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Continuous Improvement, Leadership, Lean

Eliminate slogans: don’t put the quality burden on customers

One of Deming’s rules for management was “eliminate slogans” so I was pleased to read Mark Graban’s Lean in Healthcare blog and see his parody of what’s happening in some hospitals.

Mark says “For years, I’ve gently mocked the “ask me if I’ve washed my hands” buttons that some staff are asked (or forced) to wear.” and he’s now created a website that points out the stupidity of these slogans.  The new site gives examples like:

  • “Ask me if I’ve double-checked the flaps” – for pilots
  • “Ask me if I’ve tightened your wheel nuts” – for car mechanics
  • “Ask me if I’ve cooked your chicken to 165F” – for chefs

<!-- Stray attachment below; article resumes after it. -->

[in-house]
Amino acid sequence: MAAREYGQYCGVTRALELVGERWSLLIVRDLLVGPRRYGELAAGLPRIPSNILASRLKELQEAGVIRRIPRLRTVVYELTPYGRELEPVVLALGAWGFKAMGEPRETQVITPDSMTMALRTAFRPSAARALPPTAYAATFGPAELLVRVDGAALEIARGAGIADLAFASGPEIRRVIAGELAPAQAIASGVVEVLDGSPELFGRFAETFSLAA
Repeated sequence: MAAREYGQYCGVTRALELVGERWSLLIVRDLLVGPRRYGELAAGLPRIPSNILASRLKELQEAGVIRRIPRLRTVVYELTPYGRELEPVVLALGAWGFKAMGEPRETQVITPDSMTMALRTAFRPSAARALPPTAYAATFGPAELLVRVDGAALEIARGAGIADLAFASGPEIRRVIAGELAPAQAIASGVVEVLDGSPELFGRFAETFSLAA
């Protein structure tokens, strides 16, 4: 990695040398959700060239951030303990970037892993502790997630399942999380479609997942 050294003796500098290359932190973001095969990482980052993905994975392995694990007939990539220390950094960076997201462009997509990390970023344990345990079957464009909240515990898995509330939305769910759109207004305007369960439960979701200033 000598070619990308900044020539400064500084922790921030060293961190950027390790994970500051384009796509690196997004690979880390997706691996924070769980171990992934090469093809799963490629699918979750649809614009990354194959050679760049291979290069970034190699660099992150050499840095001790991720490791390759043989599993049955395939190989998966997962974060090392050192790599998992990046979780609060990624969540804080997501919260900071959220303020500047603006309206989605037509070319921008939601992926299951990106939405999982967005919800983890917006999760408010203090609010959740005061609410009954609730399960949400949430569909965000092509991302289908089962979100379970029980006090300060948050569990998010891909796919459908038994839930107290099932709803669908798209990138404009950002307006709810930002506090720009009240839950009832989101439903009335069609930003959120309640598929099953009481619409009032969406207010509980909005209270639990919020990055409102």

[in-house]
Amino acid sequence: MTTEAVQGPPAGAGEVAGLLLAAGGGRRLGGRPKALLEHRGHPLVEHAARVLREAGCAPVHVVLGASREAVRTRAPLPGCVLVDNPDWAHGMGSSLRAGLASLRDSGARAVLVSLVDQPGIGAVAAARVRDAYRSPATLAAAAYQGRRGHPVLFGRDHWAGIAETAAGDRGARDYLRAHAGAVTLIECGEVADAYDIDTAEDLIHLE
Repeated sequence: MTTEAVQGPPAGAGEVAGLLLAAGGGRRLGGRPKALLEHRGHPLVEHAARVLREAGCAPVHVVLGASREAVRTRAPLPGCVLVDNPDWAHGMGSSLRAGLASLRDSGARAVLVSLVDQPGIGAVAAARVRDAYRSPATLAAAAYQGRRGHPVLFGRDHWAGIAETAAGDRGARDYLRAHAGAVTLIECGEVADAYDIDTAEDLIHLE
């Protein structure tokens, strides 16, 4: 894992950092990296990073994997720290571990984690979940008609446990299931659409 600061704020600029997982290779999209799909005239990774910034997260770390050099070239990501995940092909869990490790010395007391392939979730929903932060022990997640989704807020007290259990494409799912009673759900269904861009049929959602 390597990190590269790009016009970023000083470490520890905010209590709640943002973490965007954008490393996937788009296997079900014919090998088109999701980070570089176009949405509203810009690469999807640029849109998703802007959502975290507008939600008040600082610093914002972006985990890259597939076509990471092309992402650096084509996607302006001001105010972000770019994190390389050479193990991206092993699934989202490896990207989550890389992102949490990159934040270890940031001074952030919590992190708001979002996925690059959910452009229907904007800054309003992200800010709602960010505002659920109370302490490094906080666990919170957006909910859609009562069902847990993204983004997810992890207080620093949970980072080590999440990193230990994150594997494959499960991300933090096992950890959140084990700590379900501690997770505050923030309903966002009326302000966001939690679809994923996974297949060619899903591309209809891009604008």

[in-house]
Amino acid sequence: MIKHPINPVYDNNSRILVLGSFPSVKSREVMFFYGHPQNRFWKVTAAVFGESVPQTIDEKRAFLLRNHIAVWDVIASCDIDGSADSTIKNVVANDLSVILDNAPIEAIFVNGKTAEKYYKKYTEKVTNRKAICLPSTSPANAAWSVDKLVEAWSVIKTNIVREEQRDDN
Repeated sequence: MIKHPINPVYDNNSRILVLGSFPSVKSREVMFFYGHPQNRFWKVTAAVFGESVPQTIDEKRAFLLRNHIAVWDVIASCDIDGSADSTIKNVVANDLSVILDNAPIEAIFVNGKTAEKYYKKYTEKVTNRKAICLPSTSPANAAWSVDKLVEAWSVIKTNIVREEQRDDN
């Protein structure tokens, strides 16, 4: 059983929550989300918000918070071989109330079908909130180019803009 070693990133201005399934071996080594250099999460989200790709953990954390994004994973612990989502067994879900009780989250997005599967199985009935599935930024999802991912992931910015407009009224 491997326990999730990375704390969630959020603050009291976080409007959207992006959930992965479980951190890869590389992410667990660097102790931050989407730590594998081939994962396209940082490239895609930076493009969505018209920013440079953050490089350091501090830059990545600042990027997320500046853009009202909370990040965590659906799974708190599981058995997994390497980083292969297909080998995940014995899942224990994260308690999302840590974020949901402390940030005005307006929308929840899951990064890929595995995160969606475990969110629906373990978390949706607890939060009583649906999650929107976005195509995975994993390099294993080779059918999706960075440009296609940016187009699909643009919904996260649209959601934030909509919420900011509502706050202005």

Deming was trying to point out that it’s leadership, systems and processes that enable quality outcomes to be achieved and no amount of posters, slogans or management exhortations will make the slightest difference.  Creating the system for continuous improvement is top management’s responsibility and putting the quality burden on customers is completely missing the point.

Great blog post Mark!

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